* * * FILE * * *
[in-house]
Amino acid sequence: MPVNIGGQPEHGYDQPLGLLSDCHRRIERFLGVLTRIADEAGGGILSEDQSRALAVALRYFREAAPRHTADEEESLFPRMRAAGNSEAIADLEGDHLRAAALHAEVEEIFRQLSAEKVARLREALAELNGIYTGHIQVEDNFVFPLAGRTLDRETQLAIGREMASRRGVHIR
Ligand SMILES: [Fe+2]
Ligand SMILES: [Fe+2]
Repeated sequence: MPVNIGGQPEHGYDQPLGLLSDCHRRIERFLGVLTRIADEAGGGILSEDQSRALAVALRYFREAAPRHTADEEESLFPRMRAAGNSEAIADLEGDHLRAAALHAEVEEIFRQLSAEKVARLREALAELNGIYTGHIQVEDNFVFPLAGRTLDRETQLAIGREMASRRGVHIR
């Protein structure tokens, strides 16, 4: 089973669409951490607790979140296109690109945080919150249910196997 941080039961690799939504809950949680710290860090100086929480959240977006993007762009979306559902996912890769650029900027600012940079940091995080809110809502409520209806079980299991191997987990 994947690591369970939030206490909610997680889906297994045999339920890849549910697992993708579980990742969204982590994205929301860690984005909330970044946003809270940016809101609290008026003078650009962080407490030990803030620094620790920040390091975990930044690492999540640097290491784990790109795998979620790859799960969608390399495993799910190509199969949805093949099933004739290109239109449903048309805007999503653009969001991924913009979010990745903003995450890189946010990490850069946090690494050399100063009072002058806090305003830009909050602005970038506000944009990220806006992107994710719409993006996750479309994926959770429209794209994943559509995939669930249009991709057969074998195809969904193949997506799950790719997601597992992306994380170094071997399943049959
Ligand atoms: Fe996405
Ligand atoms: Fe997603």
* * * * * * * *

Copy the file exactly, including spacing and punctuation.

[in-house]
Amino acid sequence: MPVNIGGQPEHGYDQPLGLLSDCHRRIERFLGVLTRIADEAGGGILSEDQSRALAVALRYFREAAPRHTADEEESLFPRMRAAGNSEAIADLEGDHLRAAALHAEVEEIFRQLSAEKVARLREALAELNGIYTGHIQVEDNFVFPLAGRTLDRETQLAIGREMASRRGVHIR
Ligand SMILES: [Fe+2]
Ligand SMILES: [Fe+2]
Repeated sequence: MPVNIGGQPEHGYDQPLGLLSDCHRRIERFLGVLTRIADEAGGGILSEDQSRALAVALRYFREAAPRHTADEEESLFPRMRAAGNSEAIADLEGDHLRAAALHAEVEEIFRQLSAEKVARLREALAELNGIYTGHIQVEDNFVFPLAGRTLDRETQLAIGREMASRRGVHIR
């Protein structure tokens, strides 16, 4: 089973669409951490607790979140296109690109945080919150249910196997 941080039961690799939504809950949680710290860090100086929480959240977006993007762009979306559902996912890769650029900027600012940079940091995080809110809502409520209806079980299991191997987990 994947690591369970939030206490909610997680889906297994045999339920890849549910697992993708579980990742969204982590994205929301860690984005909330970044946003809270940016809101609290008026003078650009962080407490030990803030620094620790920040390091975990930044690492999540640097290491784990790109795998979620790859799960969608390399495993799910190509199969949805093949099933004739290109239109449903048309805007999503653009969001991924913009979010990745903003995450890189946010990490850069946090690494050399100063009072002058806090305003830009909050602005970038506000944009990220806006992107994710719409993006996750479309994926959770429209794209994943559509995939669930249009991709057969074998195809969904193949997506799950790719997601597992992306994380170094071997399943049959
Ligand atoms: Fe996405
Ligand atoms: Fe997603």